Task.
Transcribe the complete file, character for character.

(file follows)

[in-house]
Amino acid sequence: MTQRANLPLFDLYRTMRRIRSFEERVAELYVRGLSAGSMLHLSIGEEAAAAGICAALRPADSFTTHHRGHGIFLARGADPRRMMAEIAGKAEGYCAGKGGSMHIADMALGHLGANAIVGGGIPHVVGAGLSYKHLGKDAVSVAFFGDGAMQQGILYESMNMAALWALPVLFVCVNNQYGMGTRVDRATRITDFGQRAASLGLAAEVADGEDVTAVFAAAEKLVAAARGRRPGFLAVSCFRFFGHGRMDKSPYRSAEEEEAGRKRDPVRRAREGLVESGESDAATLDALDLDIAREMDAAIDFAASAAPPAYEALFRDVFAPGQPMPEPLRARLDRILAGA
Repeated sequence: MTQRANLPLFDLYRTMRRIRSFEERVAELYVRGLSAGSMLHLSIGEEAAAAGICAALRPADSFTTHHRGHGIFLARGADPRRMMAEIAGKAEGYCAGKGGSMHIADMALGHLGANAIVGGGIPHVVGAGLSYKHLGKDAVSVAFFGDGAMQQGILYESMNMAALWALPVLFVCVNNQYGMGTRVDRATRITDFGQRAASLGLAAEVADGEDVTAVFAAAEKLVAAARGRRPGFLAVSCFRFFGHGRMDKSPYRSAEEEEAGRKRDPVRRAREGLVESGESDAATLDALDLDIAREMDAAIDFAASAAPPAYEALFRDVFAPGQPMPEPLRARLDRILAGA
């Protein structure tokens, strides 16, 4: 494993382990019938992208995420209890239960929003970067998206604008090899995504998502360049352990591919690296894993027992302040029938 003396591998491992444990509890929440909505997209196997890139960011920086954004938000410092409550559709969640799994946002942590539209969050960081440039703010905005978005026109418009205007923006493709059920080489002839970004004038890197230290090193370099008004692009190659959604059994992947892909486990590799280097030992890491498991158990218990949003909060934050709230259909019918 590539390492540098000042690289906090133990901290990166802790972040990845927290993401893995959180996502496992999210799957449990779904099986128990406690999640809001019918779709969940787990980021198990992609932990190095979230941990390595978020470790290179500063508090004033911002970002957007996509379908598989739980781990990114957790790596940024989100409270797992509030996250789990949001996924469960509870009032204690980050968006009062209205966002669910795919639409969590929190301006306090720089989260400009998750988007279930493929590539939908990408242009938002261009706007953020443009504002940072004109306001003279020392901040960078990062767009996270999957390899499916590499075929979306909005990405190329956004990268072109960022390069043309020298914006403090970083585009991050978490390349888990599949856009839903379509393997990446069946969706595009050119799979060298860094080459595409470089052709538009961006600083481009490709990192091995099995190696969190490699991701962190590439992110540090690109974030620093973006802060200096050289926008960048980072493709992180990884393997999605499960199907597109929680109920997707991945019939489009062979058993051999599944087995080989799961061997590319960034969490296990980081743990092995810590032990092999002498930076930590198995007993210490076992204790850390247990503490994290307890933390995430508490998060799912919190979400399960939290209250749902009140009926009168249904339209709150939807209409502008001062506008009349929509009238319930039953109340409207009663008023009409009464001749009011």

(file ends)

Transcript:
[in-house]
Amino acid sequence: MTQRANLPLFDLYRTMRRIRSFEERVAELYVRGLSAGSMLHLSIGEEAAAAGICAALRPADSFTTHHRGHGIFLARGADPRRMMAEIAGKAEGYCAGKGGSMHIADMALGHLGANAIVGGGIPHVVGAGLSYKHLGKDAVSVAFFGDGAMQQGILYESMNMAALWALPVLFVCVNNQYGMGTRVDRATRITDFGQRAASLGLAAEVADGEDVTAVFAAAEKLVAAARGRRPGFLAVSCFRFFGHGRMDKSPYRSAEEEEAGRKRDPVRRAREGLVESGESDAATLDALDLDIAREMDAAIDFAASAAPPAYEALFRDVFAPGQPMPEPLRARLDRILAGA
Repeated sequence: MTQRANLPLFDLYRTMRRIRSFEERVAELYVRGLSAGSMLHLSIGEEAAAAGICAALRPADSFTTHHRGHGIFLARGADPRRMMAEIAGKAEGYCAGKGGSMHIADMALGHLGANAIVGGGIPHVVGAGLSYKHLGKDAVSVAFFGDGAMQQGILYESMNMAALWALPVLFVCVNNQYGMGTRVDRATRITDFGQRAASLGLAAEVADGEDVTAVFAAAEKLVAAARGRRPGFLAVSCFRFFGHGRMDKSPYRSAEEEEAGRKRDPVRRAREGLVESGESDAATLDALDLDIAREMDAAIDFAASAAPPAYEALFRDVFAPGQPMPEPLRARLDRILAGA
């Protein structure tokens, strides 16, 4: 494993382990019938992208995420209890239960929003970067998206604008090899995504998502360049352990591919690296894993027992302040029938 003396591998491992444990509890929440909505997209196997890139960011920086954004938000410092409550559709969640799994946002942590539209969050960081440039703010905005978005026109418009205007923006493709059920080489002839970004004038890197230290090193370099008004692009190659959604059994992947892909486990590799280097030992890491498991158990218990949003909060934050709230259909019918 590539390492540098000042690289906090133990901290990166802790972040990845927290993401893995959180996502496992999210799957449990779904099986128990406690999640809001019918779709969940787990980021198990992609932990190095979230941990390595978020470790290179500063508090004033911002970002957007996509379908598989739980781990990114957790790596940024989100409270797992509030996250789990949001996924469960509870009032204690980050968006009062209205966002669910795919639409969590929190301006306090720089989260400009998750988007279930493929590539939908990408242009938002261009706007953020443009504002940072004109306001003279020392901040960078990062767009996270999957390899499916590499075929979306909005990405190329956004990268072109960022390069043309020298914006403090970083585009991050978490390349888990599949856009839903379509393997990446069946969706595009050119799979060298860094080459595409470089052709538009961006600083481009490709990192091995099995190696969190490699991701962190590439992110540090690109974030620093973006802060200096050289926008960048980072493709992180990884393997999605499960199907597109929680109920997707991945019939489009062979058993051999599944087995080989799961061997590319960034969490296990980081743990092995810590032990092999002498930076930590198995007993210490076992204790850390247990503490994290307890933390995430508490998060799912919190979400399960939290209250749902009140009926009168249904339209709150939807209409502008001062506008009349929509009238319930039953109340409207009663008023009409009464001749009011």